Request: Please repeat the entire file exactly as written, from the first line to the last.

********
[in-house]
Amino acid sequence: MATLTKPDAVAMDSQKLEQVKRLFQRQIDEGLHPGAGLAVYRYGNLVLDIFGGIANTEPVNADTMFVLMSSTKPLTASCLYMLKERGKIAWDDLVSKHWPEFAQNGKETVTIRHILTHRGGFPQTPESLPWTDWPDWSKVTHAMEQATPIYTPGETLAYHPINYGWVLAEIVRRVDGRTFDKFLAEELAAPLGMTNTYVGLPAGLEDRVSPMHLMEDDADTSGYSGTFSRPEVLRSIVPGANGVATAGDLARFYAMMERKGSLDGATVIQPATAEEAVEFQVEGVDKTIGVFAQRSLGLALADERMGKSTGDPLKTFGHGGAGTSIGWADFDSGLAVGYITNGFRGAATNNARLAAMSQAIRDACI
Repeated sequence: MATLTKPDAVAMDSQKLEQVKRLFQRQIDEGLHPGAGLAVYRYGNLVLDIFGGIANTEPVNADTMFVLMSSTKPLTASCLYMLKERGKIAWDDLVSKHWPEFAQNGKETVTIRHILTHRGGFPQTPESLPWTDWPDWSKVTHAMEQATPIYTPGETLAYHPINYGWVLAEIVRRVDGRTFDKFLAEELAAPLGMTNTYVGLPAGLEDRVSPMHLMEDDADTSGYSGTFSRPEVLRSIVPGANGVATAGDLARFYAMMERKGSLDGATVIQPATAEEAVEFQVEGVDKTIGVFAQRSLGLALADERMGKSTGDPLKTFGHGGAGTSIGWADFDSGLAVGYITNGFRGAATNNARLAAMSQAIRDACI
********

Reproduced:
[in-house]
Amino acid sequence: MATLTKPDAVAMDSQKLEQVKRLFQRQIDEGLHPGAGLAVYRYGNLVLDIFGGIANTEPVNADTMFVLMSSTKPLTASCLYMLKERGKIAWDDLVSKHWPEFAQNGKETVTIRHILTHRGGFPQTPESLPWTDWPDWSKVTHAMEQATPIYTPGETLAYHPINYGWVLAEIVRRVDGRTFDKFLAEELAAPLGMTNTYVGLPAGLEDRVSPMHLMEDDADTSGYSGTFSRPEVLRSIVPGANGVATAGDLARFYAMMERKGSLDGATVIQPATAEEAVEFQVEGVDKTIGVFAQRSLGLALADERMGKSTGDPLKTFGHGGAGTSIGWADFDSGLAVGYITNGFRGAATNNARLAAMSQAIRDACI
Repeated sequence: MATLTKPDAVAMDSQKLEQVKRLFQRQIDEGLHPGAGLAVYRYGNLVLDIFGGIANTEPVNADTMFVLMSSTKPLTASCLYMLKERGKIAWDDLVSKHWPEFAQNGKETVTIRHILTHRGGFPQTPESLPWTDWPDWSKVTHAMEQATPIYTPGETLAYHPINYGWVLAEIVRRVDGRTFDKFLAEELAAPLGMTNTYVGLPAGLEDRVSPMHLMEDDADTSGYSGTFSRPEVLRSIVPGANGVATAGDLARFYAMMERKGSLDGATVIQPATAEEAVEFQVEGVDKTIGVFAQRSLGLALADERMGKSTGDPLKTFGHGGAGTSIGWADFDSGLAVGYITNGFRGAATNNARLAAMSQAIRDACI